Prafulla Das


Months have passed since Hindu fundamentalists launched their attack on poor Christians of Orissa forcing them  to abandon their less than modest homes to seek shelter in camps. Some have returned by many cannot because  to do so they have to avow Hinduism.


Bhubaneswar: More than seven months after Orissa’s tribal-dominated Kandhamal district experienced  widespread anti-Christian violence, 3,100 people belonging to the minority community are still living in  relief camps being run by the administration.    About 25,000 people took shelter in 19 relief camps when communal violence was at its peak in the district in  the aftermath of the killing of Vishwa Hindu Parishad leader Lakshmanananda Saraswati and four others on  August 23 last.   


The number of people living in the camps has decreased slowly but the 3,100 people in six camps are not willing  to leave as they are being told by the communal forces that they can return to their homes only as Hindus.    The camps are at Raikia, Tikabali, K. Naugaon, Mandasar, Mandakia and Tiangia, according to Kandhamal  District Collector Krishan Kumar. “We are not forcing anyone to return to their villages. People are returning to  their homes following the process of peace building and reconciliation,” Mr. Kumar told The Hindu over phone  on Saturday.   


Apart from the State police, 19 companies of the Central Reserve Police Force are on duty to maintain law and  order in the district. The district administration has sought additional forces for the smooth conduct of the Lok  Sabha and Assembly elections to be held simultaneously next month.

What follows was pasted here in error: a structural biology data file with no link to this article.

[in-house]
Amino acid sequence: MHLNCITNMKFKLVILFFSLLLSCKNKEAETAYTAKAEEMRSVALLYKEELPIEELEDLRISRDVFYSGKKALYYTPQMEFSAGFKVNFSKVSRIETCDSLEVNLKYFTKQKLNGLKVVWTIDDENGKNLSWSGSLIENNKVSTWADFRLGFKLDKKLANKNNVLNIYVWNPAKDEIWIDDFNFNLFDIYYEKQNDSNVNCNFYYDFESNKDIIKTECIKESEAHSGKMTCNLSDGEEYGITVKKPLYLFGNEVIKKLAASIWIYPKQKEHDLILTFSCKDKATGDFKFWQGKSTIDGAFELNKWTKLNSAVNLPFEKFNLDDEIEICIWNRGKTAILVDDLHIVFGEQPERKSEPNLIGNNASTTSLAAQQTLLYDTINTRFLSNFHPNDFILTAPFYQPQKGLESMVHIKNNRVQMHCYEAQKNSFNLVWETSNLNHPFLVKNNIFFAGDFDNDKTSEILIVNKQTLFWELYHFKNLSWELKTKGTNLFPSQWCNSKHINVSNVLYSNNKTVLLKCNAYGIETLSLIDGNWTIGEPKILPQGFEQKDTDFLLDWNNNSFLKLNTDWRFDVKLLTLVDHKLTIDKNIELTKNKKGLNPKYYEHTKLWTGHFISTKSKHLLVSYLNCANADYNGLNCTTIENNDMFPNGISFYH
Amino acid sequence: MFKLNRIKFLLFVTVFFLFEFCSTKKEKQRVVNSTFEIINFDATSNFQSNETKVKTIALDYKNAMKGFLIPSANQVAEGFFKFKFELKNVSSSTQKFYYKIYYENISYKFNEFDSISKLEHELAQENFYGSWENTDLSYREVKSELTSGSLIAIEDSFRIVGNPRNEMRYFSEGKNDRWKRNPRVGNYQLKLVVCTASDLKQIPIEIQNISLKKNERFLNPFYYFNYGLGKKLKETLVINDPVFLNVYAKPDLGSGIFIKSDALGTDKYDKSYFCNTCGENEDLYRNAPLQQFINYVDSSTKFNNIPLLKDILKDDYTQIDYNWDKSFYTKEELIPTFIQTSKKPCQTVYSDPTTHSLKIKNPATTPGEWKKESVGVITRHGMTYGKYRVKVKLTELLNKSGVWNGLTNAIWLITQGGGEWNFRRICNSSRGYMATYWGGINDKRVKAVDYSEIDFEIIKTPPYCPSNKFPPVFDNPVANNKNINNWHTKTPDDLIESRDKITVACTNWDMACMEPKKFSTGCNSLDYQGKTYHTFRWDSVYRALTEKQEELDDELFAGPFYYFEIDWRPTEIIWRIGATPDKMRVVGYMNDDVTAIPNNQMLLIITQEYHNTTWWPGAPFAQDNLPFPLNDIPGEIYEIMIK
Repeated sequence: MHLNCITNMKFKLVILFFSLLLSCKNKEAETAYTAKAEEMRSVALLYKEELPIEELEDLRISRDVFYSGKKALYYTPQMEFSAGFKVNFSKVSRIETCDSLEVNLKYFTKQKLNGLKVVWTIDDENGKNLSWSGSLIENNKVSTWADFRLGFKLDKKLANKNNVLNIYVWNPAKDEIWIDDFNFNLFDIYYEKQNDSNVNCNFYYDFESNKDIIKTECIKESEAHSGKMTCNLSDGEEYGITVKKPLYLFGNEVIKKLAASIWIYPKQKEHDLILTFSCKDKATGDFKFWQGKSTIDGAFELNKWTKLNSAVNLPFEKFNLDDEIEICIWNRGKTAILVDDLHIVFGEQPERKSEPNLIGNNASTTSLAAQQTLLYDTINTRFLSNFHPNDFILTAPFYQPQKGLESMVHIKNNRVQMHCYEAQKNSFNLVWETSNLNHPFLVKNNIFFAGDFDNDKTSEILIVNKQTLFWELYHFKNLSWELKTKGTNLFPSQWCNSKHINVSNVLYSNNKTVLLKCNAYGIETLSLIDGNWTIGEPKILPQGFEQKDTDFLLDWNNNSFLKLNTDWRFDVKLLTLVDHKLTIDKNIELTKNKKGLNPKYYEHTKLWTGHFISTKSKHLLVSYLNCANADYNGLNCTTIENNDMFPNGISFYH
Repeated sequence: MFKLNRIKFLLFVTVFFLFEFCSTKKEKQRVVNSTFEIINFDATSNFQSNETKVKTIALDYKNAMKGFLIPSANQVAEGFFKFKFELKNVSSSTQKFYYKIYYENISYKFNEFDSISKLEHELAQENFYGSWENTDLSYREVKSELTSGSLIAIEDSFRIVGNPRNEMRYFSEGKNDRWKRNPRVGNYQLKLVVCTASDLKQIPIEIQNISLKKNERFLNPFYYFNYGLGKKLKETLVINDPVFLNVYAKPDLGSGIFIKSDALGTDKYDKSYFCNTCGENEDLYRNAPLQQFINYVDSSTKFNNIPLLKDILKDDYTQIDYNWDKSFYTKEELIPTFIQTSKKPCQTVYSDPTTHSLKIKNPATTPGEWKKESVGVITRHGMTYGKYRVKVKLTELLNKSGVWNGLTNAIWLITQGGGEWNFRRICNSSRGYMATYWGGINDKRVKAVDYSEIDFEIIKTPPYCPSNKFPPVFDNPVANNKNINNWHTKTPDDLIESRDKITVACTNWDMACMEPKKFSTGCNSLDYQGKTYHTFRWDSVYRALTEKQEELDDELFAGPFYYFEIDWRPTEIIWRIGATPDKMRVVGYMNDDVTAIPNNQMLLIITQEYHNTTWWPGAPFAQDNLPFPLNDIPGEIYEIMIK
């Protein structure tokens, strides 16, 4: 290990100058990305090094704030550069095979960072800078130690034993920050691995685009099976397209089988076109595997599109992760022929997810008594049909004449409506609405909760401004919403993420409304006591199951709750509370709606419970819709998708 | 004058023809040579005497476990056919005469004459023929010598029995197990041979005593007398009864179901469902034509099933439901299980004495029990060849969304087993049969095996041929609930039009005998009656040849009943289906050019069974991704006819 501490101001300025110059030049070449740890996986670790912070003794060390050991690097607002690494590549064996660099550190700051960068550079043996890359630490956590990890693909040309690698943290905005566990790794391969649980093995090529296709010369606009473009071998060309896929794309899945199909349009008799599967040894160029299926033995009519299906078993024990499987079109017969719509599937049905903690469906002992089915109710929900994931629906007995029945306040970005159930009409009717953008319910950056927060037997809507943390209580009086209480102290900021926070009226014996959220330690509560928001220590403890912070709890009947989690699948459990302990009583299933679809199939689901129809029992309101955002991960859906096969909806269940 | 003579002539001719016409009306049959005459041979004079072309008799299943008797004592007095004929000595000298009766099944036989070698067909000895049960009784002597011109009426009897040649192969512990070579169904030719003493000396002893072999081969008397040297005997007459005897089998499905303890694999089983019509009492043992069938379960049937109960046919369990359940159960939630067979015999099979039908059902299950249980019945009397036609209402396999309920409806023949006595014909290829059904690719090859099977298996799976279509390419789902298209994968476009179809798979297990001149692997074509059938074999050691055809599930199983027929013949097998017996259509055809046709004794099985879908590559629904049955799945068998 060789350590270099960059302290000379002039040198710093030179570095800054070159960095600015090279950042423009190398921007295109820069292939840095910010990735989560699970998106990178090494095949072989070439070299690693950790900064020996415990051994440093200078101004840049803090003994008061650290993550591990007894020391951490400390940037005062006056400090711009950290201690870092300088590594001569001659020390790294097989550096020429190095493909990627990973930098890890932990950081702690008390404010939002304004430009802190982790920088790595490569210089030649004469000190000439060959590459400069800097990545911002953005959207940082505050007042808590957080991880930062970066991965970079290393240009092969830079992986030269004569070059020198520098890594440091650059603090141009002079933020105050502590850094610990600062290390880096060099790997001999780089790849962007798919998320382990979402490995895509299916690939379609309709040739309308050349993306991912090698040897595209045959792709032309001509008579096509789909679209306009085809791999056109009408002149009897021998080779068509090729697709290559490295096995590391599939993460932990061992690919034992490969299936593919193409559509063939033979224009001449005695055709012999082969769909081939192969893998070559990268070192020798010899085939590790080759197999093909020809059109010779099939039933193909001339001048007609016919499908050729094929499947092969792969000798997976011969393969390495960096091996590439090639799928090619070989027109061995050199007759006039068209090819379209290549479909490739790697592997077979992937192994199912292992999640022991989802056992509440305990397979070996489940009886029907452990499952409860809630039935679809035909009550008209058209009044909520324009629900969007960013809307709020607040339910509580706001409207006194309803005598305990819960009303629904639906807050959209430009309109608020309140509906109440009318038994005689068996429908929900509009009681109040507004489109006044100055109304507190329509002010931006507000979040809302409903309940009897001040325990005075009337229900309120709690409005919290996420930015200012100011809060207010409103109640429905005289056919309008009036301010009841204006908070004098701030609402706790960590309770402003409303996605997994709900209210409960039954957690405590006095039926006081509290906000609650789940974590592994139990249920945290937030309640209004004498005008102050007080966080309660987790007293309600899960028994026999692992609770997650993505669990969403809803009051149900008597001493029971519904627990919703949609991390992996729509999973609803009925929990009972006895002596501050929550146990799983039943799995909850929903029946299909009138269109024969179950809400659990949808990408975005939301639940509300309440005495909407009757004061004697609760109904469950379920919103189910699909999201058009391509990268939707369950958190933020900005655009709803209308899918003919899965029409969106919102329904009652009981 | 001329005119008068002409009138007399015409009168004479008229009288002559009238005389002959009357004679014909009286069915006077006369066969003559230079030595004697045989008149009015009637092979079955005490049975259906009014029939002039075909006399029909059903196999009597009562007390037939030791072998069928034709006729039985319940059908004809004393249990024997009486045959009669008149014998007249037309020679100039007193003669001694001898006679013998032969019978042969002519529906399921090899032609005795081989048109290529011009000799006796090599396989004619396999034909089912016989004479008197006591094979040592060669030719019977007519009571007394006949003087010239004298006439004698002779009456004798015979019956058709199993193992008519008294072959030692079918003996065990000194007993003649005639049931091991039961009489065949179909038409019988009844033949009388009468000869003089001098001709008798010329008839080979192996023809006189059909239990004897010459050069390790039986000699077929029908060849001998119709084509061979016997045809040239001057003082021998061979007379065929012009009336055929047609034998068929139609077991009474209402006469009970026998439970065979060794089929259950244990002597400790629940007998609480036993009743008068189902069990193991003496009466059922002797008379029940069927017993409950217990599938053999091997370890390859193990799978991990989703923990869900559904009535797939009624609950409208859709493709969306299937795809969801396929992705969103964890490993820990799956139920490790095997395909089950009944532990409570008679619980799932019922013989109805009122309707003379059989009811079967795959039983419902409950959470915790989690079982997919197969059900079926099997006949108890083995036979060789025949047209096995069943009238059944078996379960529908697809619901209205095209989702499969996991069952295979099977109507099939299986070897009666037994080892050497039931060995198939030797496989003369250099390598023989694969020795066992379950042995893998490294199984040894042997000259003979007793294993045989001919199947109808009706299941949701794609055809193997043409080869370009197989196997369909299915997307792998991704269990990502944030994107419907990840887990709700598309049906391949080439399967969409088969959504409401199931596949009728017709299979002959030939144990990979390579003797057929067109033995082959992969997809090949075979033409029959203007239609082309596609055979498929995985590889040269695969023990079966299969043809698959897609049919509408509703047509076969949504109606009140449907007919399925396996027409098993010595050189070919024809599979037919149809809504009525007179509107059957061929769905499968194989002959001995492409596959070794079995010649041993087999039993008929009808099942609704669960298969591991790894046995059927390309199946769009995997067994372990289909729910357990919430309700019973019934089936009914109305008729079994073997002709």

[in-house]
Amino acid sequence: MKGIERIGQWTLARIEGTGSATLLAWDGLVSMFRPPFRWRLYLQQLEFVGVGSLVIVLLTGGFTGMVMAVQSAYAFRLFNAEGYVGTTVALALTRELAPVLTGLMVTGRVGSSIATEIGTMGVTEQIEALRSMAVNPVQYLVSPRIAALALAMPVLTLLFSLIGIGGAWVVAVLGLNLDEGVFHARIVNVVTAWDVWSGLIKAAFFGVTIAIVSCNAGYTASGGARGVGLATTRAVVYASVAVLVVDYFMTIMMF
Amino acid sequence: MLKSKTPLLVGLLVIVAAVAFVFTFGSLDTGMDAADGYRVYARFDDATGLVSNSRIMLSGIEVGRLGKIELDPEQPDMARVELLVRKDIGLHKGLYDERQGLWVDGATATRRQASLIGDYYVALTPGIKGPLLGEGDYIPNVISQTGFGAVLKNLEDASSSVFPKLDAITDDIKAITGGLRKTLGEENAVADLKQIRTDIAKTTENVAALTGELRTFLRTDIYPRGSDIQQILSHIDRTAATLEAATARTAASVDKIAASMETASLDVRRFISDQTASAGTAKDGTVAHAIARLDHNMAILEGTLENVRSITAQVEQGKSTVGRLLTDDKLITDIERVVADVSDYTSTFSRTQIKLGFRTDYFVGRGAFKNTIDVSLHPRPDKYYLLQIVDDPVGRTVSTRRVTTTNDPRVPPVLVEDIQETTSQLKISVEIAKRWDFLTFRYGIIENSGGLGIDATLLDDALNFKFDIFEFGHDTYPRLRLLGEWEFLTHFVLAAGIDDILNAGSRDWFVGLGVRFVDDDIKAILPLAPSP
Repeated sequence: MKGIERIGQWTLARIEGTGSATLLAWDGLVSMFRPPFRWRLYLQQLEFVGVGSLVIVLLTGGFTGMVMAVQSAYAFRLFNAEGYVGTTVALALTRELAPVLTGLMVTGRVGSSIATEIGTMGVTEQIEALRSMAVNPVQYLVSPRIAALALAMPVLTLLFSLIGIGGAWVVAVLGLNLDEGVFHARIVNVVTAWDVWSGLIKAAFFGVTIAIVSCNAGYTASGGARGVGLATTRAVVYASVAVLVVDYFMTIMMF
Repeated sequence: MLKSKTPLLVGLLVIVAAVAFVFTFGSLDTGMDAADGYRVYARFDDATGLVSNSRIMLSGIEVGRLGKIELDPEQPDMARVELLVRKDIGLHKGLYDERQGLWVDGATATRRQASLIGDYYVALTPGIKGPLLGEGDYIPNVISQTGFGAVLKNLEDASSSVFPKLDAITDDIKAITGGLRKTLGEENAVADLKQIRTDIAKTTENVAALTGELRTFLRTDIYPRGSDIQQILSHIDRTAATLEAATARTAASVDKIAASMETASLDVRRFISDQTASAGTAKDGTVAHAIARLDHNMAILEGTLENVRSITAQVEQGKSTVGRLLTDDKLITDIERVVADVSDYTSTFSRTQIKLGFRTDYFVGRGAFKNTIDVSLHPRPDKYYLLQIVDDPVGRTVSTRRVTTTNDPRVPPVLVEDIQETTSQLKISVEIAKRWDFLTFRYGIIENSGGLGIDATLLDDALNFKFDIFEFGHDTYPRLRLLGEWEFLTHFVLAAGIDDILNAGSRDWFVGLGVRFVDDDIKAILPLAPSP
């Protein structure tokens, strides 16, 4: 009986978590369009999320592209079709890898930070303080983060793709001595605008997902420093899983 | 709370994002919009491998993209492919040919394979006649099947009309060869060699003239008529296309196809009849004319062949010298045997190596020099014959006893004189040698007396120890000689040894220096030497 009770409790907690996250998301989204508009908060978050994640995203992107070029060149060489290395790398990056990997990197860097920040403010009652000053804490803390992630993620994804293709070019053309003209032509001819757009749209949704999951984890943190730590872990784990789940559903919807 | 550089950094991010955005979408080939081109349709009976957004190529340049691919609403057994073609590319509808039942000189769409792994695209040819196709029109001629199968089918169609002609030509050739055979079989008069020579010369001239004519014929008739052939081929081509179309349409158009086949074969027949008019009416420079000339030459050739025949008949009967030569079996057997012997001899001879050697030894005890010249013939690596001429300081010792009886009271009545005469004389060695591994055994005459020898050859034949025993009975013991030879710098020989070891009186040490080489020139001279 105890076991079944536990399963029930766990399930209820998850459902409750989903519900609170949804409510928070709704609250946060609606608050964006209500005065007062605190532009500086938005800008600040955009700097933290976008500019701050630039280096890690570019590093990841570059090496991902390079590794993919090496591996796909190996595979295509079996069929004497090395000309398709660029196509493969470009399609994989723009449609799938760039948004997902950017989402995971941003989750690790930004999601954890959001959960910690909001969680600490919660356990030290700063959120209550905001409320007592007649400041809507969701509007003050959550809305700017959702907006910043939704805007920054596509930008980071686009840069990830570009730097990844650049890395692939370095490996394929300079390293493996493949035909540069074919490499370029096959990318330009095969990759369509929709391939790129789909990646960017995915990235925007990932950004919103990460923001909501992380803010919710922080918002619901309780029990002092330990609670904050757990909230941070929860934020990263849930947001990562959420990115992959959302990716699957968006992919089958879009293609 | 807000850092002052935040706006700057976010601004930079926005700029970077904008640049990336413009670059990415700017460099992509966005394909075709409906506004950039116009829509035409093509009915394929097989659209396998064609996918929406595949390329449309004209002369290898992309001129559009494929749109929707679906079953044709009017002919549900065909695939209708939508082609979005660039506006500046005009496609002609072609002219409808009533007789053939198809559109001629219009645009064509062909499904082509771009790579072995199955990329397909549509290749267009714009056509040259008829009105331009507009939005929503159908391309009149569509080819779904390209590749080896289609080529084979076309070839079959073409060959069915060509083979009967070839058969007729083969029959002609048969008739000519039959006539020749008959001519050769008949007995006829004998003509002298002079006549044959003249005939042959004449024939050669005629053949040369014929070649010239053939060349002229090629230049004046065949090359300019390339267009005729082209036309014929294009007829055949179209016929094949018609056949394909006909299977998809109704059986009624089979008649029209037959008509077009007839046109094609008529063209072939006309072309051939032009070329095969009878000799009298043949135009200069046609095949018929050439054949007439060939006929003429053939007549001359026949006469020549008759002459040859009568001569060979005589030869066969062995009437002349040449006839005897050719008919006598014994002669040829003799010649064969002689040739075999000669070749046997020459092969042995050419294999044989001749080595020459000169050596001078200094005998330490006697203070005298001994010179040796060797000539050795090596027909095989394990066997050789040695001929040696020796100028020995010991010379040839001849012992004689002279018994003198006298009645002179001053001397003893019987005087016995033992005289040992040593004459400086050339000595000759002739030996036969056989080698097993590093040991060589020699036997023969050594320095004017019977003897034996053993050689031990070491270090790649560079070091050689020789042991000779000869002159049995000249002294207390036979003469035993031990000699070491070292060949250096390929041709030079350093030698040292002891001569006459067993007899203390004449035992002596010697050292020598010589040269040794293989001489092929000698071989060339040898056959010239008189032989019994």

“We are hopeful that the district will witness a free and fair poll,” Mr. Kumar said. Meanwhile, an independent  fact-finding team, comprising prominent social activists, has urged the State government to keep the relief  camps open till normality was restored in the affected villages.   


Observing that the victims should be able to return to their homes with dignity, peace and security, the former  Special Rapporteur to the National Human Rights Commission and one of the members of the team, K.R.  Venugopal, has written to the State government that “there can never be any dignity if people practising a  particular religion – here Christianity – are told that they can return to their homes only as Hindus.”   


“Such threats are unconstitutional and the State has a duty to intervene proactively to put a stop to that and  guarantee peaceful residence to the citizens with a right to their religious conviction,” Mr. Venugopal said in a  letter to G.V. Venugopala Sarma, Secretary in the State government’s Revenue and Disaster Management  Department.   



(The Hindu, Delhi  8 March 2009)

Top - Home